Northern Colorado governments declare states of emergency due to coronavirus pandemic
City and county officials in Larimer County took action Friday to formalize their emergency response to the coronavirus pandemic.
Fort Collins City Manager Darin Atteberry signed an emergency proclamation late Friday night.
Citing emergency declarations at the national, state and county levels, and the closure of Northern Colorado schools, the proclamation activates the city's Emergency Operations Plan.
According to city code, the plan's specifics will be determined by the disaster council, which is made up of the city manager, the deputy city manager, the mayor, the emergency management coordinator and other designated city staff.
“This has been a challenging week for our community and nation,” Atteberry said. “I have been in numerous conversations with health officials, operational staff, local partners and other city managers throughout the region and after consulting with the mayor and city council, I have issued this proclamation to formalize our emergency response and ensure access to necessary resources.”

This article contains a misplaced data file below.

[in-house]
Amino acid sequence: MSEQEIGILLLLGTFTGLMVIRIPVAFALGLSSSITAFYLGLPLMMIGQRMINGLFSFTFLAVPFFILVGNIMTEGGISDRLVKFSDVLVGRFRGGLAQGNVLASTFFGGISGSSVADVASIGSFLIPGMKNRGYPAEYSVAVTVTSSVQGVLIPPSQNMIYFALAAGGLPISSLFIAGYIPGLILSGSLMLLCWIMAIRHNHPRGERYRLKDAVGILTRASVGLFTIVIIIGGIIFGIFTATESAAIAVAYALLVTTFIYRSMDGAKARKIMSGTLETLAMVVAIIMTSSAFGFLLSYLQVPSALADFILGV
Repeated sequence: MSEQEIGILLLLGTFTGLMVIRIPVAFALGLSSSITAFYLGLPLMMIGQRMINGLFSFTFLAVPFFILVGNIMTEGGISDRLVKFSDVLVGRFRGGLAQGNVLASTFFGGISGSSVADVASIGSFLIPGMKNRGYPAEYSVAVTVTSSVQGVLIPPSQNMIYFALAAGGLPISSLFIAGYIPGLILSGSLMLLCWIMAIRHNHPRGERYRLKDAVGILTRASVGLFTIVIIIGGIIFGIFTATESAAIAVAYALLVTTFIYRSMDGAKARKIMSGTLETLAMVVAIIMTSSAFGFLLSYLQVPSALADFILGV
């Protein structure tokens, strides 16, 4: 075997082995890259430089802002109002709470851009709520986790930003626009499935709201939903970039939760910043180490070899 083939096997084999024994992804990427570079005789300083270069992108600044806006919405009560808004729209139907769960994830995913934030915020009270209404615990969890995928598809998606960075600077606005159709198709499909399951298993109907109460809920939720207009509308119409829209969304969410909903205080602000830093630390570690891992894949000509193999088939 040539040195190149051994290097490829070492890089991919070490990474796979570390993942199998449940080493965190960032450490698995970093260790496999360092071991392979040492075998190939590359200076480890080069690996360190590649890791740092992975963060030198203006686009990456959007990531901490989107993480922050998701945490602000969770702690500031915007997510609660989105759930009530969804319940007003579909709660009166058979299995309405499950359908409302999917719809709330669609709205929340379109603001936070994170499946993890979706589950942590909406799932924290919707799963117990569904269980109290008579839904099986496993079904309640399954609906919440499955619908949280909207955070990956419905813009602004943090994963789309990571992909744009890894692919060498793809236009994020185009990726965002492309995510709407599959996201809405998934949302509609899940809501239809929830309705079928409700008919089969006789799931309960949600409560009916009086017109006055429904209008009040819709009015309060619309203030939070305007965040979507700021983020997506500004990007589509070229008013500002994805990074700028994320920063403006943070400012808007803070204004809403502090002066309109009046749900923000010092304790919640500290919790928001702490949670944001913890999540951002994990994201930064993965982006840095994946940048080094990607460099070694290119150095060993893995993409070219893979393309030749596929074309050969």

City Council will vote to ratify the proclamation Tuesday.
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Fort Collins' response is similar to the city of Loveland, where City Manager Steve Adams signed a declaration of local disaster Friday.
Response at the city level followed action taken by the county Friday, which issued an emergency declaration for unincorporated Larimer County.
As of Saturday, Larimer County had identified only one positive case of COVID-19, the diseased caused by the new coronavirus. The health department announced late Friday that the Johnstown woman who tested positive had contact with an individual that had traveled to a country where COVID-19 is spreading person to person. That individual is also being tested for the new coronavirus and results are expected within three days.